Podcast: How a Special Needs School Bus Supervisor Keeps the Ride Safe
One of the best benefits of attending a CPI Instructor Conference is the opportunity to meet and share experiences with the diversity of people who call upon our training and techniques to safely succeed in their jobs—for instance, those responsible for safety on special needs school buses.
One such attendee at CPI’s Instructor Conference this past July was Jesse Hill, the special needs driver supervisor for Academy School District 20 in Colorado Springs. Jesse earned his initial CPI Instructor certification in 2013 and his enhanced certification in July of 2015 at the Conference in New Orleans.
While at Conference, Jesse met Marvin Mason, CPI’s chief marketing officer, who in turn let me know that Jesse’s success working with and training others in the Nonviolent Crisis Intervention® program would make for a relevant and interesting interview. Fortunately, Jesse was not only willing but enthusiastic about sharing his successes and challenges working with and training others in CPI models and methods.
And finding the time to do an interview could not have been easy in a district that includes 21 elementary schools, 8 middle schools, and 7 high schools; daily ridership is over 10,000 students. Included in the district are 76 general education routes and 47 special needs routes. 386 special needs students are transported daily; 44 paraprofessionals ride along on the special needs routes to help keep the ride safe and orderly.
Throughout the interview, Jesse’s commitment to safety and prevention shines through. Along the way, Jesse talks about the role that CPI's Nonviolent Crisis Intervention® training and techniques play in helping to create and sustain supportive, least-restrictive environments for students, drivers, parents, and peers.
Back in 2002, Jesse Hill moved from his home state of Oklahoma to Colorado Springs to attend Colorado Christian University. Also in that year, Jesse started work with the local school district as a bus driver. In the years that followed, Jesse worked as a relief driver, trainer, and router, as well as earning a B.A. in elementary education in 2008. Jesse became the special needs driver supervisor for ASD 20 in 2012.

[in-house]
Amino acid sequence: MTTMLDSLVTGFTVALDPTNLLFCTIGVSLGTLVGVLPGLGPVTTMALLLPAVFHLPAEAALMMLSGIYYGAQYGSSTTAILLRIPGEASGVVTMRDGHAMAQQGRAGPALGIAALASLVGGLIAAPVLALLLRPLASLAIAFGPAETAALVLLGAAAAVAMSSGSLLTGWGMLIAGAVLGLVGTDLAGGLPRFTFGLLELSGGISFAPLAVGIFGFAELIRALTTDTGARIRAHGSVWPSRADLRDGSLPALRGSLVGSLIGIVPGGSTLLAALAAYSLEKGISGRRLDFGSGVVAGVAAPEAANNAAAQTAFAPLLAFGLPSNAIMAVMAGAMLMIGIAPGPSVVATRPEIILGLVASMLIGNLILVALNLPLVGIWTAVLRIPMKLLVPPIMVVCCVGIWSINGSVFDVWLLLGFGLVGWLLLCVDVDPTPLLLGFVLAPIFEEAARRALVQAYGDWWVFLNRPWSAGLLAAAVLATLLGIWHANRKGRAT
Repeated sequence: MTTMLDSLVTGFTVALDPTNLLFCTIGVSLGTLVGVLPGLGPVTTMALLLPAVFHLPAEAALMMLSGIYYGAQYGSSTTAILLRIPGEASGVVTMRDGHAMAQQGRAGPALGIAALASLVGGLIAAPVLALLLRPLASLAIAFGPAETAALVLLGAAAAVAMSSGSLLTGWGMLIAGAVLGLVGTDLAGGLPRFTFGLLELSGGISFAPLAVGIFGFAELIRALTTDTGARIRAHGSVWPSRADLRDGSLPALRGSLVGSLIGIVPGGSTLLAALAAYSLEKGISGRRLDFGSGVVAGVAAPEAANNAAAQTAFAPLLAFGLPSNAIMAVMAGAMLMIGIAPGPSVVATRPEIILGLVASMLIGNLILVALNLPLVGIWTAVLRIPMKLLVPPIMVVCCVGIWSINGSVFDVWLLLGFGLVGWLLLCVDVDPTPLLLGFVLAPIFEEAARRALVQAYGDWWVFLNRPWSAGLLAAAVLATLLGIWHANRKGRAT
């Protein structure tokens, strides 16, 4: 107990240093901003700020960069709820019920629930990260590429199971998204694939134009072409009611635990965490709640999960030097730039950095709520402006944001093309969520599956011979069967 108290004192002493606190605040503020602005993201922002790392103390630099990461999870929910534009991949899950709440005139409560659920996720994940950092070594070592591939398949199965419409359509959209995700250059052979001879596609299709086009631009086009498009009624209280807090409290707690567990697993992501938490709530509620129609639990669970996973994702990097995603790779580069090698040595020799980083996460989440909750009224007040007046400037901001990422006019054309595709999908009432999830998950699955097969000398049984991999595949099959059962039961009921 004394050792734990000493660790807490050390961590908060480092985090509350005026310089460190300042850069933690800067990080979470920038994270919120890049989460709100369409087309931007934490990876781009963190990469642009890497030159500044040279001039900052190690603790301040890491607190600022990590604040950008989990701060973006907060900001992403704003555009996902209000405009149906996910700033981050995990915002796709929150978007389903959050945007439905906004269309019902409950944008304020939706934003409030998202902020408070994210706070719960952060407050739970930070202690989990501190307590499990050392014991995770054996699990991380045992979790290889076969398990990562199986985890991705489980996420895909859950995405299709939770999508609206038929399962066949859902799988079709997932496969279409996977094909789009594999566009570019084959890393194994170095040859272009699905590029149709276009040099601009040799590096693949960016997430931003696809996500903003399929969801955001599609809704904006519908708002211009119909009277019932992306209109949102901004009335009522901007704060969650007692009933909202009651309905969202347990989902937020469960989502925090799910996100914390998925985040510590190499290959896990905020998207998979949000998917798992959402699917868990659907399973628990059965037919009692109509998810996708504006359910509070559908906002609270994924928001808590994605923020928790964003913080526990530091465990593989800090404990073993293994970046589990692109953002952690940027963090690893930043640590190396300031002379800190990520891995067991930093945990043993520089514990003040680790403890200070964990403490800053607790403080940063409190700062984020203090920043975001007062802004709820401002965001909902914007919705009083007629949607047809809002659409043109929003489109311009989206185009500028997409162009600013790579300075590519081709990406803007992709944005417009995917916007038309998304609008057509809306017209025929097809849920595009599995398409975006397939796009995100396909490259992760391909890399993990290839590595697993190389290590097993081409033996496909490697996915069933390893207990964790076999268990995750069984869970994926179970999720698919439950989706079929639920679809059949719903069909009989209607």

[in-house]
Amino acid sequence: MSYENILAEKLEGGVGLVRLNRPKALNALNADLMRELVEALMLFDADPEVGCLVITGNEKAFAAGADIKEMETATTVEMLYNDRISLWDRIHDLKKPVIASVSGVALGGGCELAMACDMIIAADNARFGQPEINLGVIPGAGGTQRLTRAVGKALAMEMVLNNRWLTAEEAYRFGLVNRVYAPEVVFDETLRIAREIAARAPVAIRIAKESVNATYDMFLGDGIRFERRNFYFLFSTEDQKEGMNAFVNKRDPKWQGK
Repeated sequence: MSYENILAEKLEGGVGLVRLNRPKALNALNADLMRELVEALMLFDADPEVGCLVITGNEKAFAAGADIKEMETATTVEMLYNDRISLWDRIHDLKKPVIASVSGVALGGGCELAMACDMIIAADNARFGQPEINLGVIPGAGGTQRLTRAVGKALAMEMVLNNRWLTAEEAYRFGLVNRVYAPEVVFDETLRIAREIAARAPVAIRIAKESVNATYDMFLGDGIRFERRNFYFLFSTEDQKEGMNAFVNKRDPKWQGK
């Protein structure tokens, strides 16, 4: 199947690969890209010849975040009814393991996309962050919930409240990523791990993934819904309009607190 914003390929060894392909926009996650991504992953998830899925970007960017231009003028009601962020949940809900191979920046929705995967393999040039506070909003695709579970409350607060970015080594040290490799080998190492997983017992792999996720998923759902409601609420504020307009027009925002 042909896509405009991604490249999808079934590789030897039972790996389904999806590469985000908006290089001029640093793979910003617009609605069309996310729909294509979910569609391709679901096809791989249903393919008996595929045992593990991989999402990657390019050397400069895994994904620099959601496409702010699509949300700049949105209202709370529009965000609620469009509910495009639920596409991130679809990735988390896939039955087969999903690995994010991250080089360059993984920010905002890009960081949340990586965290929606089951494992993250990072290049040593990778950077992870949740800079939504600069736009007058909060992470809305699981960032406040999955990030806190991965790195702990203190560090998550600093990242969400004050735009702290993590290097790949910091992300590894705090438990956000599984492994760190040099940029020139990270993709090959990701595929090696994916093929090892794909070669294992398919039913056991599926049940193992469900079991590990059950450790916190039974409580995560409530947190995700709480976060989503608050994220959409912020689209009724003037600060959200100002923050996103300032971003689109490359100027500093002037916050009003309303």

Outside of work, Jesse serves in a local church as a minister, elder, and teacher. He especially enjoys outdoor activities like camping, hunting, and fishing, as well as spending time with family.
Here are some highlights of my conversation with Jesse:
On dealing with challenging behavioral issues that drivers experience on the job (6:15)
Jesse: We have a lot of behavioral students within our district and a lot of those drivers will come in and talk to me about "How can I manage this unique behavior?" of maybe a student with autism, or a student that is just out of control on a daily basis, mad at the world, if you will. So we kind of work through those processes and try to help them to understand a little bit more about what's really going on in the minds of these kids sometimes.
Terry: Can you give me a recent example of what kind of issue that might be?
Jesse: Sure. Just recently I've got a young man that got on a school bus, refused to be seated. The driver and the paraprofessional came to my office. They shared with me, asked me for some help. We kind of started trouble-shooting about what we could do for that. I actually went to the school that day to check on them, to see exactly what was going on, to see firsthand.
Come to find out, his medication is wearing off. He did not want to be seated. He was climbing up and over the seats, you know, just a dangerous situation.
On his initial CPI training (10:02)